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Why the Viet Nam Anti-War Movement's Work Is Not Yet Done

The Viet Nam War may have ended over four decades ago, but the issues stemming from it are very much with us.

Photo Credit: Lissandra Melo


Most US citizens these days don’t consider Viet Nam at all. Of  those who do, many believe that all is well. And in some ways it  is. Viet Nam has normal diplomatic relations with the US, belongs  to the World Trade Organization, accepts investment by US based  multi-national corporations and is allied with US foreign policy on  some geopolitical issues including concerns over China’s intentions  regarding “disputed” territory in the South China Sea.

On the right and the left, some believe war related issues don’t  matter much because Viet Nam has gone off the “capitalist cliff” or  isn’t conforming sufficiently to some other Western template. (The  New York Times recently featured a front-page story along these  lines.)
I disagree. I think Viet Nam war issues are still very much with  us. And if the Obama administration has its way, for all the wrong  reasons, they are going to be with us for a long time to come.
Because I have an eye out for these things, I notice news coverage  that touches on the Viet Nam war. For example, earlier this year,  Jimmy Lee Dykes, made news because he killed a school bus driver,  then kidnapped a five-year old boy on the bus and held him hostage  in his survivalist bunker. He was identified as ”a decorated Viet Nam  war veteran.”
It is not unusual to see Viet Nam vets associated with these kinds  of stories. Even more common are stories about vets of any and all  wars struggling with issues of unemployment, homelessness and  difficulties with navigating the Veterans Administration bureaucracy.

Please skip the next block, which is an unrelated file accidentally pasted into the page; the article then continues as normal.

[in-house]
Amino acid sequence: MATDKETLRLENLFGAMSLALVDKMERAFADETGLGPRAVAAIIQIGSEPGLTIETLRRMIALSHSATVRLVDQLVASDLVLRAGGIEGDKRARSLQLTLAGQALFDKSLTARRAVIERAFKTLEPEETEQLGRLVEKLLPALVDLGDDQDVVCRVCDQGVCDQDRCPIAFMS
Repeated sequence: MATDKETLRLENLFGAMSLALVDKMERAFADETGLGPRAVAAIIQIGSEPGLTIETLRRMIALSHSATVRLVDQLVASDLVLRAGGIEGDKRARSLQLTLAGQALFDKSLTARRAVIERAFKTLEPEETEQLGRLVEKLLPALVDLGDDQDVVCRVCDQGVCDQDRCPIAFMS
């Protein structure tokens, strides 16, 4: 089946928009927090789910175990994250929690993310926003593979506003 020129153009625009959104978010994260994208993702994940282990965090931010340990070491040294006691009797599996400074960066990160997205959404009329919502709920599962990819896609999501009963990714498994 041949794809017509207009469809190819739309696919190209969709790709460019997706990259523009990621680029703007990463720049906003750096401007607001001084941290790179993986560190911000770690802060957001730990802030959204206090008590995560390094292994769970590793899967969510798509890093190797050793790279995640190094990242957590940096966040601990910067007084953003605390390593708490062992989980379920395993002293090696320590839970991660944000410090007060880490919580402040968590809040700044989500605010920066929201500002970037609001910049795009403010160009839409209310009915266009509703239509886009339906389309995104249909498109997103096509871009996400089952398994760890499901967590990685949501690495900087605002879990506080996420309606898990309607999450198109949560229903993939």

Last month there were numerous stories about a Viet Nam war  anniversary. Which one? Forty years ago, on March 29, 1973  the last US troops left Viet Nam. Many US media outlets featured  interviews with some of those veterans.
Missing from the news coverage of the 40th anniversary of the troop  return was the basis for them leaving Viet Nam in the first place.  The date certain for their homecoming was set by the Paris Peace  Accords which were officially signed on January 27, 1973.
There was not one single story in the US media about that 40th  anniversary.
In Viet Nam however, honoring the Paris Peace Accords was a big  deal. I know because I was one of several anti-war activists from  around the world invited to participate in events commemorating the  agreement.
An official ceremony in Hanoi was carried live on national TV and  the occasion was marked in numerous other ways throughout the  country. All acknowledged the contribution made by U.S. civilians  and soldiers who resisted the war. Anti-war activists at the event  were given VIP treatment.
Vietnamese leaders want young people to understand the war and  its place in Viet Nam’s past, present and future. They are well aware  that 80 percent of the population was born after the war ended.
Many young Americans were also born since the Viet Nam war  ended. A significant number are the children of parents who  supported the anti-war movement. Others have parents who fought  in Viet Nam, Cambodia or Laos.
Barack Obama and the rest of the “establishment” want to sanitize  what the US military was ordered to do in Southeast Asia and  obliterate the role of the anti-war movement in bringing the whole ugly  mess to an end.
Why they do so might seem obvious. Predator drones as a symbol of  “automated warfare” notwithstanding, the US war machine still needs  plenty of humans. In addition to the wars already underway, many  others are on the drawing board. Anything that might somehow make  military service less attractive is best washed away. That certainly  includes the truth about Viet Nam.
Beyond that, every Presidential administration needs to win popular  support for permanent war as essential to preserving the “American  way of life.” You have to be pretty old to have lived during a time  when the US was not making war on one or more countries.
Since 1941, but for a few short breaks, the United States has been  making war one place or another: Korea, Viet Nam, Nicaragua, El  Salvador, Grenada, Kuwait, Iraq, Bosnia, Irag again, Afghanistan,  Pakistan, Yemen, Africa and Iran. That doesn’t even include the  current phase of the war against Cuba that started in 1959 and  continues to this day.